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HDP couldn’t have ended AKP’s reconciliation talks with PKK: Demirtaş

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Jailed former co-chair of the pro-Kurdish Peoples’ Democratic Party (HDP) Selahattin Demirtaş has said the HDP cannot be held responsible for the 2015 collapse of Ankara’s reconciliation talks with the outlawed Kurdistan Workers’ Party (PKK), Turkish media reported on Tuesday.

The HDP was in no position to end the talks since the parties involved were the ruling Justice and Development Party (AKP) and the PKK, Demirtaş told the Medyascope news website in an interview.

Designated as a terrorist group by Turkey, the United States and the European Union, the PKK has waged a separatist insurgency against the Turkish state since 1984. More than 40,000 people have been killed in the conflict, centered in southeastern Turkey.

In 2012 the AKP had declared a ceasefire with the PKK in an effort to resolve the ongoing conflict with the militant group as part of efforts to solve what they referred to as the “Kurdish problem,” a term prevalent in Turkey’s public discourse to denote the Kurdish struggle for recognition.

Referring to Turkish President Recep Tayyip Erdoğan’s visit to the predominantly Kurdish city of Diyarbakır where he said it was the HDP’s “bad intentions, ulterior motives and hidden agenda” that ended a two-and-a-half-year cease-fire in 2015, Demirtaş said Erdoğan’s visit failed to arouse any interest in the residents of Diyarbakır.

“Indeed, he did not have anything serious to tell them. As far as I can see, his visit created zero enthusiasm,” he said.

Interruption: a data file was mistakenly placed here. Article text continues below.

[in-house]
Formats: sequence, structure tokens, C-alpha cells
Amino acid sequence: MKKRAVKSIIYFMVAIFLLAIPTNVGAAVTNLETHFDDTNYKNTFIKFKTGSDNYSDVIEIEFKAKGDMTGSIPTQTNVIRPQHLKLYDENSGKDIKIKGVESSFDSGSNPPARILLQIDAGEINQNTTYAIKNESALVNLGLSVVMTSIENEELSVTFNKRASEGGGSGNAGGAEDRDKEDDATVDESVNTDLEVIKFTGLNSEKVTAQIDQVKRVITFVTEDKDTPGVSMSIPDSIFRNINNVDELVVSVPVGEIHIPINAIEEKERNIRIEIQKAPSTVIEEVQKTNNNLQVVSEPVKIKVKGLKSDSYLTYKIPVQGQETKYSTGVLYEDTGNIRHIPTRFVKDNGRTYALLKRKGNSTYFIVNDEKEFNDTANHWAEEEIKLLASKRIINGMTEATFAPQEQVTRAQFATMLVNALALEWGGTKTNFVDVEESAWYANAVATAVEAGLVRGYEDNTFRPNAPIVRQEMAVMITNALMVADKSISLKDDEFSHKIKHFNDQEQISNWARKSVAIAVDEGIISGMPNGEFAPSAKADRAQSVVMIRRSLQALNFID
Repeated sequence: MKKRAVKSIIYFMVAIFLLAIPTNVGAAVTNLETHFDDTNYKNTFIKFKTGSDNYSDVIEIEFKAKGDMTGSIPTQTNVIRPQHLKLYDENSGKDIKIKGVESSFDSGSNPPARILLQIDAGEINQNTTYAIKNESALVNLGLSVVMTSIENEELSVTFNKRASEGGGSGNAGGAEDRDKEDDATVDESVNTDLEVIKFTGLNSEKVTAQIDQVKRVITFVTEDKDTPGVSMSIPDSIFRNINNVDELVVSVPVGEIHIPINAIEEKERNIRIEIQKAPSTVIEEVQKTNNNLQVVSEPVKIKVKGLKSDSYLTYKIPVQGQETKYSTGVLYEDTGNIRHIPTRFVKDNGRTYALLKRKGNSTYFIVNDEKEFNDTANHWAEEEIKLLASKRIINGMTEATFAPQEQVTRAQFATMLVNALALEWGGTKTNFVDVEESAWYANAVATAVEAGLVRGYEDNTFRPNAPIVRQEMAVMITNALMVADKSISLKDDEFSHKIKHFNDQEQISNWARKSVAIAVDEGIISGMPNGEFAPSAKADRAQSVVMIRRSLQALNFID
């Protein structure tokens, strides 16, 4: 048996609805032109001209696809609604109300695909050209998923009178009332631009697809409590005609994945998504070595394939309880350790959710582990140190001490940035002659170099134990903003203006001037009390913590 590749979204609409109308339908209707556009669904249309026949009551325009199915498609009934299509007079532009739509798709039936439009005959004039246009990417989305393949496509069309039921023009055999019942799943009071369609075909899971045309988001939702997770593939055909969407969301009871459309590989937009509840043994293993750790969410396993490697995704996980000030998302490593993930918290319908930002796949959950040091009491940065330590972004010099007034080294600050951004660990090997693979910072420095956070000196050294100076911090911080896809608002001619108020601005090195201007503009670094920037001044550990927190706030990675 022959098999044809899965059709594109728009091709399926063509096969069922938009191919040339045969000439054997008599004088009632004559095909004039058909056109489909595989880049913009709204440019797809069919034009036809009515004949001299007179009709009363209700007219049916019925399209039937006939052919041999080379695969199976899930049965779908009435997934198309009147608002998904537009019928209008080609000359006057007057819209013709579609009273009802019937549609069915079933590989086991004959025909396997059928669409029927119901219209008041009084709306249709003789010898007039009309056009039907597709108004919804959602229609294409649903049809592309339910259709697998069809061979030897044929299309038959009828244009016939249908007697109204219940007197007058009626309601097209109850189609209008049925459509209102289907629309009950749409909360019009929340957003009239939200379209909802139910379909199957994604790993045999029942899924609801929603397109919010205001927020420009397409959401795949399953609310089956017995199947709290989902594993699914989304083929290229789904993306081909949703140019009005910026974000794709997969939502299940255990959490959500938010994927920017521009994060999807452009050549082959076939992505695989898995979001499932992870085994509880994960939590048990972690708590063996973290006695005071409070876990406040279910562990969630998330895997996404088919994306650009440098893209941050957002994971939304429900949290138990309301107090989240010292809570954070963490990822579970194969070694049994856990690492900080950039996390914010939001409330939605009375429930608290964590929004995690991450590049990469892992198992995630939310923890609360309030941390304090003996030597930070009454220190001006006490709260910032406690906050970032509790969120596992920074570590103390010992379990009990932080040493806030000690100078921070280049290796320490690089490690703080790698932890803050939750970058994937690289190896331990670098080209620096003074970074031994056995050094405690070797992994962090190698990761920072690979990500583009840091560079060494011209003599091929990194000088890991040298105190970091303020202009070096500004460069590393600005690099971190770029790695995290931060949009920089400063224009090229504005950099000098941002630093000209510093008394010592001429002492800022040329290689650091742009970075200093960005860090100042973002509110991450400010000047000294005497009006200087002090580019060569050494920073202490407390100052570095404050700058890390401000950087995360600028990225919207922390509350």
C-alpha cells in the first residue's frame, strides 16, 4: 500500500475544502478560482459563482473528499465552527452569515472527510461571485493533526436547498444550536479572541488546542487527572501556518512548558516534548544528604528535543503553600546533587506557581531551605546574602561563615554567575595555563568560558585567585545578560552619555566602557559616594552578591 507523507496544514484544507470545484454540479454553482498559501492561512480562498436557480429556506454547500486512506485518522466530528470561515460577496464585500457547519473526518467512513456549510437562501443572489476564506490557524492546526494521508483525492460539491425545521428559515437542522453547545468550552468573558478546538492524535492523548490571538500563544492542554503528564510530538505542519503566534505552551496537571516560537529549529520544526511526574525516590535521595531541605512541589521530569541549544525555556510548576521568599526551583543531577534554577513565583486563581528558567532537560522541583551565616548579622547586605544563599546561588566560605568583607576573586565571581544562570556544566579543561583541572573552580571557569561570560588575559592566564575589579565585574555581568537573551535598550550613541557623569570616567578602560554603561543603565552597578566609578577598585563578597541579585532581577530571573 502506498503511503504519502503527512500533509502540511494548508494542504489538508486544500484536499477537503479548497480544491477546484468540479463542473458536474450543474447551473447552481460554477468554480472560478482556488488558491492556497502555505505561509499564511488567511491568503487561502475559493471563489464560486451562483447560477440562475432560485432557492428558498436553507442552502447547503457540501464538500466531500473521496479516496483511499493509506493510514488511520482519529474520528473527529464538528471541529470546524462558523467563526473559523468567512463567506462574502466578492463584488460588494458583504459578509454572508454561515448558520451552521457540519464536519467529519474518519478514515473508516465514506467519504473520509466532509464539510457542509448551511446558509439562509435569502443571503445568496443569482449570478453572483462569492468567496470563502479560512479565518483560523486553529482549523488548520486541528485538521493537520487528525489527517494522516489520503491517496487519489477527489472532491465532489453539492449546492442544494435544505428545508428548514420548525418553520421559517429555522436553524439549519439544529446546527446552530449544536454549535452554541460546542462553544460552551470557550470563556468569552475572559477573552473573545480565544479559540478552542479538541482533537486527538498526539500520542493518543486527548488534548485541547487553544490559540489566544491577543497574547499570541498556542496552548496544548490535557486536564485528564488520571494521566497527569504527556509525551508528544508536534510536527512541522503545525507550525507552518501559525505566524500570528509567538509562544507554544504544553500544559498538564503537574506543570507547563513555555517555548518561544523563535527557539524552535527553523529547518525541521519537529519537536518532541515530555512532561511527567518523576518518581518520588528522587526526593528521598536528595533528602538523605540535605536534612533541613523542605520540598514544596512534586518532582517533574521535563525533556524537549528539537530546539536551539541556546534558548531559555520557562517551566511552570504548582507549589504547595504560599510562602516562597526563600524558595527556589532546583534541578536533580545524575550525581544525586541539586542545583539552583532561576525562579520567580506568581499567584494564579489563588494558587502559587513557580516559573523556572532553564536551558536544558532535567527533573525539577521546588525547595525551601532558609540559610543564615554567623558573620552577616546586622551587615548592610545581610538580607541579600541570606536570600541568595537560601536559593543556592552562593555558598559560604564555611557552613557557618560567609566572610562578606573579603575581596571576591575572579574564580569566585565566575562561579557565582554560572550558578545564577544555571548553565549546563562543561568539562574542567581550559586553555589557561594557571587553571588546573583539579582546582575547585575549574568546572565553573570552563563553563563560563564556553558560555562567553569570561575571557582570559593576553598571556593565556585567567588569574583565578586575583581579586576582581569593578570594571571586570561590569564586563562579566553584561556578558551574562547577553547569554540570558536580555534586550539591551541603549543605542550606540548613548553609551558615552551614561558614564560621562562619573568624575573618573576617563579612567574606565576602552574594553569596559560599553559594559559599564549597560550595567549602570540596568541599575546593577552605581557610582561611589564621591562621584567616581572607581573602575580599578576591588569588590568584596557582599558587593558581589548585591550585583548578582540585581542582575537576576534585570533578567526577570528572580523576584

While he had nothing to give the people of Diyarbakır, Erdoğan has many things to learn from his visit there, Demirtaş said.

“It was impossible for the HDP to officially and practically end the reconciliation talks because the parties involved were the AKP and the PKK. The HDP only facilitated it [the talks]. It wasn’t the HDP that started the talks, so it didn’t have power or authority to end them,” Demirtaş said.

Demirtaş maintained that people who accuse the HDP of ending the talks are lying or distorting the truth.

“If the AKP attaches so much importance to reconciliation, they can launch more talks. Who’s holding them back?” Demirtaş asked.

Drawing attention to the AKP’s contradictory policies and remarks about the Kurdish problem, Demirtaş said their position is to support any serious effort to end the violence.

“It is a contradiction for the AKP to promote the reconciliation talks on the one hand and proceed with the closure case [against the HDP], arrests, pressure and a continuation of the ‘isolation’ [of PKK leader Abdullah Öcalan] in İmralı [prison] on the other. Yet, unfortunately, everything is done with an eye on elections,” he said.

Turkey’s Constitutional Court on June 21 accepted an indictment filed by a senior prosecutor seeking the closure of the HDP and the imposition of a political ban on 451 party members as well as a freeze on the party’s bank accounts for alleged ties to the PKK.

Demirtaş maintained that the AKP put an end to the talks because they were bleeding votes in the polls.

After Erdoğan’s AKP lost its governing majority for the first time in the June 2015 elections, he reignited a war against the Kurds in the country.

Turkish authorities had conducted direct talks with Öcalan, the jailed leader of PKK, for over two years until the summer of 2015, when the death of two police officers near the Syrian border became the official reason for the collapse of the negotiations.

Since then, there have been continuing clashes between the PKK and Turkish security forces.

Both Erdoğan’s AKP and its ally, the far-right Nationalist Movement Party (MHP), frequently accuse HDP, the second-largest opposition group in parliament, of ties to the PKK. The party denies the government’s claim and says it is working to achieve a peaceful solution to Turkey’s so-called Kurdish problem.

Demirtaş has been behind bars on politically motivated charges since November 2016 despite rulings from the European Court of Human Rights calling for his immediate release.

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